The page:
top of page

Hike: a low key hike to a high-profile glacier; Austdalsbreen, the lesser know sidearm of Jostedalsbreen

In this article, I shall impart unto thee a splendid tip on how to hike from a picturesque valley to a distinctive segment of a glacier, far removed from the throngs of tourists that populate the trails leading to the more renowned glaciers. This route is scarcely known outside of the Norwegian locals, yet it ultimately grants thee a magnificent vista of an epic tributary of the better-known Jostedalsbreen.

At first you write Sota Sæter into your navigation system. As you turn left from the highway near Coop Prix Bruvoll, you'll find yourself on Bråtåvegen. The road is paved with asphalt until you reach a barrier. Beyond that point, it transforms into a long, wide gravel road winding through a vast valley that seems to stretch endlessly. The further you drive into the valley, the weaker the phone signal becomes, until it eventually fades away entirely. After about 20 minutes, you arrive at a picturesque settlement consisting of an old, black-painted farmhouse surrounded by picnic benches and bustling activity. This is one of the DNT huts where you can spend the night before or after your hike.

But that's not why we're here, not neccessarily at least. We continue driving further, passing through another barrier where we have to pay a small fee. This contribution goes towards keeping the road snow-free during winter, fair enough right? The road starts to deteriorate slightly, with a few potholes here and there, but it doesn't bother us. After about fifteen minutes of driving, we spot a small parking lot on the right where we park our car (there's a few cabins further down, but don't park there).

A group of hikers near a lake with mountains in the background

With our backpacks on, we set off on the hiking trail, a meandering path through the Surtbyttdalen. The ultimate destination is the viewpoint, a hundred meters above the Styggevasshytta. I won't describe the entire hike in detail; my point is that in this remote corner of the valley, hardly any tourists venture, making the four-hour hike to the viewpoint almost a spiritual experience. Please don't misunderstand me, I have absolutely nothing against tourists. However, the joy diminishes when you have to walk in a procession to Kjeragbolten, Preikestolen, or Trolltunga. There are so many underrated routes that are equally beautiful, if not more so.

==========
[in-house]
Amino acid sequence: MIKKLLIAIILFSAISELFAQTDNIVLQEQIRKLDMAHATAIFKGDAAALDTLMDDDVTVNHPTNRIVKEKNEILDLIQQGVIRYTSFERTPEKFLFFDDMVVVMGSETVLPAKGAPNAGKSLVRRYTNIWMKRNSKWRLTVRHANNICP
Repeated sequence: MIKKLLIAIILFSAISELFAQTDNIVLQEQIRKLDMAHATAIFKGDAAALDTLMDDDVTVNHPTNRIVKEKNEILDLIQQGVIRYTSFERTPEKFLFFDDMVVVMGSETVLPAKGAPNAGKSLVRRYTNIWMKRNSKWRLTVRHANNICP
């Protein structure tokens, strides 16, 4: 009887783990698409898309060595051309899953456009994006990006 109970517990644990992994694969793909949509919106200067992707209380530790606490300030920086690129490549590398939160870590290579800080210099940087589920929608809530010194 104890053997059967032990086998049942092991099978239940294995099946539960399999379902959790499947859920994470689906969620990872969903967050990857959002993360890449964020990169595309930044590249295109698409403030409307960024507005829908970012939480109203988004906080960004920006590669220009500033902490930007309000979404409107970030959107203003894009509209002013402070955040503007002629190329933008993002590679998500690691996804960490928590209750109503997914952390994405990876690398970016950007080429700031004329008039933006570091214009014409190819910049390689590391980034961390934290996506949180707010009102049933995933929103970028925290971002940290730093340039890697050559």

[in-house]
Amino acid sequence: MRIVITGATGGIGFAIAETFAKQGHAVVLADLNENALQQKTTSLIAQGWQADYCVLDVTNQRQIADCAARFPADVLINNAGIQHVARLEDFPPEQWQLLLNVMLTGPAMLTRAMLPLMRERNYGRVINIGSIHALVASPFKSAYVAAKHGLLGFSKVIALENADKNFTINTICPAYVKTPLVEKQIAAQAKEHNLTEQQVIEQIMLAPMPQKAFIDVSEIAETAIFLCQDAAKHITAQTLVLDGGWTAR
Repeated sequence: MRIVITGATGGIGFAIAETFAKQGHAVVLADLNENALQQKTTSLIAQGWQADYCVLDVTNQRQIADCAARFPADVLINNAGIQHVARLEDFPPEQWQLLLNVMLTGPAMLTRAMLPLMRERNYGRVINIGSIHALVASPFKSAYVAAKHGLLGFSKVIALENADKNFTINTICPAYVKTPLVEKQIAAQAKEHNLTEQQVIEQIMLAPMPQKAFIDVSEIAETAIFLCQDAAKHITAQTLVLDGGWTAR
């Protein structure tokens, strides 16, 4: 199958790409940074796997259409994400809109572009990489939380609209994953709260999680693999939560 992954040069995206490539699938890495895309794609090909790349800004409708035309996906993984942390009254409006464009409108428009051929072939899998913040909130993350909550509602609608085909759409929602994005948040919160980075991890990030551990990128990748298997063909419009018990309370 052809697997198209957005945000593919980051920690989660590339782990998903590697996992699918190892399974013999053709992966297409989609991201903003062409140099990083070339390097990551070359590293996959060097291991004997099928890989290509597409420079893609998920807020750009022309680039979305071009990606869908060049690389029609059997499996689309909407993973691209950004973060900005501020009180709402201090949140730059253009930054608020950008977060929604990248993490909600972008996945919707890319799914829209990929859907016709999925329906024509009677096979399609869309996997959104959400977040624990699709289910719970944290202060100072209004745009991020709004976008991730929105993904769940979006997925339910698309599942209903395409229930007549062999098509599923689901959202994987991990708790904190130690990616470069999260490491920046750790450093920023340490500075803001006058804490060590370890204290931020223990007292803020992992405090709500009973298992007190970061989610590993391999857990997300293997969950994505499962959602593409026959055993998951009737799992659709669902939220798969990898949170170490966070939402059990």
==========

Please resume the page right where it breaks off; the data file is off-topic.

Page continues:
And that is the case here too. The landscape is diverse, stunning, and the reward is immense once you reach the highest point. The journey back down is much faster and took us less than 2.5 hours. All in all, it's essential to set aside a day for this hike.

A few things to keep in mind during such hikes: There is hardly any phone signal in this valley, except for a very weak signal when you climb one of the highest peaks. If you decide to hike alone, always inform at least one person about your plans. Let them know where you're going and how long you expect to stay there.

If you're trekking from one DNT hut to another, always write in the guestbooks, indicating your origin and destination. This system ensures that you can be found much faster in case you twist your ankle and can't continue. Also, make sure to bring enough food—some sandwiches, a few bags of nuts, and perhaps some chocolate—to keep your energy levels up. There's plenty of water available, but be cautious when drinking from streams that may be grazed by sheep or goats. And a final warning: don't venture or hike onto the glaciers without a guide. Just don't do it!

Before setting out, it's wise to consult and study the map, and possibly check out DNT if you plan to stay nearby overnight. We actually booked a cabin on the nearby campsite. Which was basic but excellent. And they make great pizza too, which was an absolutely joy to replenish our energy with after a long day in the mountains. **Getting there: unless you're bike-packing, it's nearly impossible to get there without a car. So it is most wise to rent a car in advance. Since Norway has one of the best fast-charging networks in the world, I would advise you to rent an electric car. Better for the environment, cheaper to charge and it gets you everywhere. Check here for availability.


bottom of page